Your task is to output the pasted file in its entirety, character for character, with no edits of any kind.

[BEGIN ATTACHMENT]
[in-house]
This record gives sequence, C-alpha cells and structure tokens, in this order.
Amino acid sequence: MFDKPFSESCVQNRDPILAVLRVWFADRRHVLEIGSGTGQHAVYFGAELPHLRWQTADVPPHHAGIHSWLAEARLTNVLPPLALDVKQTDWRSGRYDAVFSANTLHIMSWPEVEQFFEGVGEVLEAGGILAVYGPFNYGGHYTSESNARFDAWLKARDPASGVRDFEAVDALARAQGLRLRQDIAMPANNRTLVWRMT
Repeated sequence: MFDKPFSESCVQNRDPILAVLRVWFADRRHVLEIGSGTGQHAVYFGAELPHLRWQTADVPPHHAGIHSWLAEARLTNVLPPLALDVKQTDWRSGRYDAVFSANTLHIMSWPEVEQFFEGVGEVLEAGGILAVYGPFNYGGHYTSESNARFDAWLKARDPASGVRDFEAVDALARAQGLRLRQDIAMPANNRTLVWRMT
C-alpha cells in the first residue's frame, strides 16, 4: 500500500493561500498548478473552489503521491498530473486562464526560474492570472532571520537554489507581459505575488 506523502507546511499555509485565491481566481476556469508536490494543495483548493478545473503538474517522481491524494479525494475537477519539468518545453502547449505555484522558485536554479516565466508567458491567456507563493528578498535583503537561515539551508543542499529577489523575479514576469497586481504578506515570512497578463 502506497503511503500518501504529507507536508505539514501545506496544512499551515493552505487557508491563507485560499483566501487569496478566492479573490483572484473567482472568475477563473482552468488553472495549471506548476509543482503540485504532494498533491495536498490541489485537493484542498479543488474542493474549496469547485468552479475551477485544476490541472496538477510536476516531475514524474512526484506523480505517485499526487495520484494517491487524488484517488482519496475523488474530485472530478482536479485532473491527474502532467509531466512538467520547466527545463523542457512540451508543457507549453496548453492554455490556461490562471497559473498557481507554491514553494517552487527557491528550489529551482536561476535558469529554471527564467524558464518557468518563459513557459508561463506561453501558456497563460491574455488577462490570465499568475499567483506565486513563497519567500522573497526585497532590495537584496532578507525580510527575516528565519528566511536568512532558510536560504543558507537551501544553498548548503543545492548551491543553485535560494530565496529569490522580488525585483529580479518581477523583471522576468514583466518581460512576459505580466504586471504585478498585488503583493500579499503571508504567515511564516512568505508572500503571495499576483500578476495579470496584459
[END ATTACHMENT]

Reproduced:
[in-house]
This record gives sequence, C-alpha cells and structure tokens, in this order.
Amino acid sequence: MFDKPFSESCVQNRDPILAVLRVWFADRRHVLEIGSGTGQHAVYFGAELPHLRWQTADVPPHHAGIHSWLAEARLTNVLPPLALDVKQTDWRSGRYDAVFSANTLHIMSWPEVEQFFEGVGEVLEAGGILAVYGPFNYGGHYTSESNARFDAWLKARDPASGVRDFEAVDALARAQGLRLRQDIAMPANNRTLVWRMT
Repeated sequence: MFDKPFSESCVQNRDPILAVLRVWFADRRHVLEIGSGTGQHAVYFGAELPHLRWQTADVPPHHAGIHSWLAEARLTNVLPPLALDVKQTDWRSGRYDAVFSANTLHIMSWPEVEQFFEGVGEVLEAGGILAVYGPFNYGGHYTSESNARFDAWLKARDPASGVRDFEAVDALARAQGLRLRQDIAMPANNRTLVWRMT
C-alpha cells in the first residue's frame, strides 16, 4: 500500500493561500498548478473552489503521491498530473486562464526560474492570472532571520537554489507581459505575488 506523502507546511499555509485565491481566481476556469508536490494543495483548493478545473503538474517522481491524494479525494475537477519539468518545453502547449505555484522558485536554479516565466508567458491567456507563493528578498535583503537561515539551508543542499529577489523575479514576469497586481504578506515570512497578463 502506497503511503500518501504529507507536508505539514501545506496544512499551515493552505487557508491563507485560499483566501487569496478566492479573490483572484473567482472568475477563473482552468488553472495549471506548476509543482503540485504532494498533491495536498490541489485537493484542498479543488474542493474549496469547485468552479475551477485544476490541472496538477510536476516531475514524474512526484506523480505517485499526487495520484494517491487524488484517488482519496475523488474530485472530478482536479485532473491527474502532467509531466512538467520547466527545463523542457512540451508543457507549453496548453492554455490556461490562471497559473498557481507554491514553494517552487527557491528550489529551482536561476535558469529554471527564467524558464518557468518563459513557459508561463506561453501558456497563460491574455488577462490570465499568475499567483506565486513563497519567500522573497526585497532590495537584496532578507525580510527575516528565519528566511536568512532558510536560504543558507537551501544553498548548503543545492548551491543553485535560494530565496529569490522580488525585483529580479518581477523583471522576468514583466518581460512576459505580466504586471504585478498585488503583493500579499503571508504567515511564516512568505508572500503571495499576483500578476495579470496584459